Why the millionaire tax would be beneficial

By Alex Solari, Staff Writer

In Massachusetts, there is a flat income tax, but should millionaires be paying more of a percent on taxes than the average Massachusetts citizen? Lawmakers are attempting to include a proposal on the 2018 state ballot that would put a surtax on those making 1 million or more a year, where millionaires would be paying the standard 5.1 percent flat income tax, along with an additional 4 percent surtax, according to Southcoast Today.

This means that if a person makes 2 million dollars a year, then they will be taxed 5.1 percent on the first million, and 9.1 percent on the second million. This issue affects locals, since there are 52 millionaires in Dartmouth and 22 millionaires in Westport. Altogether in 2014, there were 15,422 millionaires living in Massachusetts.

This millionaire tax would give Massachusetts a large amount of revenue, 1.9 billion in the first year to be exact.
This increase in revenue would be used on public education and transportation, which would directly help children and create jobs. Who could possibly be against that? Well, Republicans apparently.

There are actually quite a few logical arguments against this tax, with one being that millionaires could hide their money in order to avoid the surtax.

According to Bloomberg, millionaires do this by moving their assets to a different country, hiding their funds within a company, using a trust, or hiring an accounting expert.

Although Massachusetts may not get as much revenue from this proposal as planned, this millionaire tax will still greatly benefit the state, and those millionaires are likely to get caught at one point or another.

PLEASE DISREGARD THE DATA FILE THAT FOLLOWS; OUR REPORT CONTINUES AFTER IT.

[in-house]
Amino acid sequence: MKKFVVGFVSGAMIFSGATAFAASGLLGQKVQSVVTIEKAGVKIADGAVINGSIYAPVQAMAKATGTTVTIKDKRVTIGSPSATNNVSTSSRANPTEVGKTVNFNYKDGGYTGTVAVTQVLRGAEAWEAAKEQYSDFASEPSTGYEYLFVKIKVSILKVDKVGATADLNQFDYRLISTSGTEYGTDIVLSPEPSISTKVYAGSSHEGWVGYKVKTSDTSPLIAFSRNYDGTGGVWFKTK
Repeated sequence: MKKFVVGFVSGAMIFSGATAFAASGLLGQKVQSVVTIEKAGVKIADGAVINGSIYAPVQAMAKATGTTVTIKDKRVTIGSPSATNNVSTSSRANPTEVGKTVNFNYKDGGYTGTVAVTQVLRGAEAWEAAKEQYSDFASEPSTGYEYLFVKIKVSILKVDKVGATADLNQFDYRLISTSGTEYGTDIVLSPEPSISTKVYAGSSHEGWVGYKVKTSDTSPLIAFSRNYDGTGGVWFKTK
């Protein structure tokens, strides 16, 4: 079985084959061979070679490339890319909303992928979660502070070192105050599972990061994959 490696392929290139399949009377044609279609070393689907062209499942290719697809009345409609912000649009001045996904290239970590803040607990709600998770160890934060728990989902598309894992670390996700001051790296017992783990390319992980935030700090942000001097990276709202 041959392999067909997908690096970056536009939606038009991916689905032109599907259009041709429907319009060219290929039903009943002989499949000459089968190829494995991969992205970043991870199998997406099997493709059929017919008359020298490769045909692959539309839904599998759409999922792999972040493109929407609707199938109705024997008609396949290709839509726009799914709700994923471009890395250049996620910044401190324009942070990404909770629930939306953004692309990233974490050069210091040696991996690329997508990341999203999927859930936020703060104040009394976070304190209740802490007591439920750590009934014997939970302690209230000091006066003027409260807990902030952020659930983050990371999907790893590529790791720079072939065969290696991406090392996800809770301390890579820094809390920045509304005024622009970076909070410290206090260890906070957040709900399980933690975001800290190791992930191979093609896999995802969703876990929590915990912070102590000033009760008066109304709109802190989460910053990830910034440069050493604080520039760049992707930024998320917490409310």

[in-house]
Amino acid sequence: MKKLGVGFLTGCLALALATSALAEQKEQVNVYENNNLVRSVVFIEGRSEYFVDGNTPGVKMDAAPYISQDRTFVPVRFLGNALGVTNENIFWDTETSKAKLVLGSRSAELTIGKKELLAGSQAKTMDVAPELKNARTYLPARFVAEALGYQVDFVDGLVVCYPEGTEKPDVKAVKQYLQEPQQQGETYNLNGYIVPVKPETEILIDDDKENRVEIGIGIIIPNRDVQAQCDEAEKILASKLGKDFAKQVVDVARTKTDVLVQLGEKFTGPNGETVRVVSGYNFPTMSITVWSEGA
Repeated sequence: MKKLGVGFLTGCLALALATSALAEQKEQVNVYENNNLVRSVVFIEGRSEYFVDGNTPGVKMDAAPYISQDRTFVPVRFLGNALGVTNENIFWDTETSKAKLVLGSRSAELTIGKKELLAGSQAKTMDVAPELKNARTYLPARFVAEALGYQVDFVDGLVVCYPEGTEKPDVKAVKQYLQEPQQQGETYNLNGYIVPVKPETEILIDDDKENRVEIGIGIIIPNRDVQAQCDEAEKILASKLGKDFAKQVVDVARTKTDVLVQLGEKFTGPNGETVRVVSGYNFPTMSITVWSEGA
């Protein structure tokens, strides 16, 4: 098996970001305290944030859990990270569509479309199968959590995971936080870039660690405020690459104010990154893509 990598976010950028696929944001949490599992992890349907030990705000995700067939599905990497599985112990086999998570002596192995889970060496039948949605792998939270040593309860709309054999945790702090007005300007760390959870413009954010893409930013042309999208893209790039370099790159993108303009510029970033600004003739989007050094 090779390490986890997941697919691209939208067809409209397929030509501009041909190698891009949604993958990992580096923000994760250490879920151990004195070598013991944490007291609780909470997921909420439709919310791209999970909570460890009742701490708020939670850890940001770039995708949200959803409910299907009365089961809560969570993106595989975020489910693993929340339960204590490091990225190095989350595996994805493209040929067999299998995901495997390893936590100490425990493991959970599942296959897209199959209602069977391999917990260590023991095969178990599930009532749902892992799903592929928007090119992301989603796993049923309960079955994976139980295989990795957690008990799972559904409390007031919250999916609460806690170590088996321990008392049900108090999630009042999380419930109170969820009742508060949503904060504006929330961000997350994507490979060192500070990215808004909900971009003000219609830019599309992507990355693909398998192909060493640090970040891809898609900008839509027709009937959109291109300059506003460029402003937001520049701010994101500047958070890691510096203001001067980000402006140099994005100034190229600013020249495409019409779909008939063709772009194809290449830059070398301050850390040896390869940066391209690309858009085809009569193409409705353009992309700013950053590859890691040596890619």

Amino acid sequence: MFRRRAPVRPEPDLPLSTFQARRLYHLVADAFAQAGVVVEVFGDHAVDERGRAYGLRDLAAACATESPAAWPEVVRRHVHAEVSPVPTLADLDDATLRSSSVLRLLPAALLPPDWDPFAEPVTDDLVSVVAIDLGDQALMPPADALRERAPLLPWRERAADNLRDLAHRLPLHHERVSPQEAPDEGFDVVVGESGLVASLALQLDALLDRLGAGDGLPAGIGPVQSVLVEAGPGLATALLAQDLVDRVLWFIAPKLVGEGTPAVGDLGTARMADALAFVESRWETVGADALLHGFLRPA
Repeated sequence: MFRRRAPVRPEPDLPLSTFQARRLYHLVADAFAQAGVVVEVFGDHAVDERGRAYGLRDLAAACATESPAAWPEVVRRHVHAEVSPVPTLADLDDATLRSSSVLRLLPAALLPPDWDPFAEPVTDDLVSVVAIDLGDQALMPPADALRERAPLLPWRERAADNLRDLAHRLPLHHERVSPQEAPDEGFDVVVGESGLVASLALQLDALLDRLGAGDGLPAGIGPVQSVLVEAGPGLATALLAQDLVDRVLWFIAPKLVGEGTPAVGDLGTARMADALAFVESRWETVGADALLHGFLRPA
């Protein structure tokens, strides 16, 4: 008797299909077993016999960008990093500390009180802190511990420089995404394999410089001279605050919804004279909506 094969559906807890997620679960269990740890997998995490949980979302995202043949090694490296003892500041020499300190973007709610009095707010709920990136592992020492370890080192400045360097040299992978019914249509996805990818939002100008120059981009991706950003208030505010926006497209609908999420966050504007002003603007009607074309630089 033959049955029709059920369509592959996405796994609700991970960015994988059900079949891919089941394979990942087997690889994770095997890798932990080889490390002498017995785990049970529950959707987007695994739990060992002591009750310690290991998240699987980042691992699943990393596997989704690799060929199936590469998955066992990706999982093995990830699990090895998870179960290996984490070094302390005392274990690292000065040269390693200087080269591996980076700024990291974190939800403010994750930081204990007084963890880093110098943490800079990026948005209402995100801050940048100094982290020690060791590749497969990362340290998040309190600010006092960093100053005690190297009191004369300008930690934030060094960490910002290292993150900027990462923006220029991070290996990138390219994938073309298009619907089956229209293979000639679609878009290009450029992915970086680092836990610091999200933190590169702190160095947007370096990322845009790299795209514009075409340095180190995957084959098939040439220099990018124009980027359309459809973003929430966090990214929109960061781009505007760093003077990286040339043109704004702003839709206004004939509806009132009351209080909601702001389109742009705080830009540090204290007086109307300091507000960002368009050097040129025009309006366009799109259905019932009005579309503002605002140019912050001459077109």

Another argument made against this proposal is that it is only the start of extra surtaxes in Massachusetts. Chip Faulkner, director of communications for Citizens for Limited Taxation opposes this millionaire tax, and said, “We know this is only the first step,” he said. “If this gets in, the next income group will be people making half a million, then $100,000, and on down the line.”

Though this could potentially pose an issue for middle class folks, it is very unlikely for this to happen, and if it did happen it would not be any time in the near future. If a millionaire tax is being proposed in Massachusetts in 2017, it would take many more years for a new proposal to be made targeting those who make say, half a million or $100,000 a year.

The final argument I found against this tax is that the rich should not be punished for being rich. As Faulkner said, “Why should the rich be penalized for being successful?”

First and foremost, the rich often inherit their wealth rather than earn it. Many wealthy families are wealthy simply from generations of money.

It’s like winning the lottery when you are born into a millionaire home.

By classifying the rich as “successful” and the middle class and poor as “unsuccessful,” it suggests that those who are rich are hardworking and superior to the average citizen.

And doesn’t it seem a bit greedy for wealthy people to want to keep the millions they have rather than pay taxes in order to help their state? It’s all about utilitarianism, the greatest good for the greatest amount of people.

There are 10 states that have taken on this millionaire tax, including New York and California.

These two states being as successful as they are, proves this tax can and will help Massachusetts thrive.

A millionaire tax in Massachusetts would be beneficial to average citizens and to the state government. Although it is a bit of an inconvenience to the millionaires this would affect, this tax would benefit the state as a whole and the majority of citizens.

Photo Courtesy: georgiawatch.org


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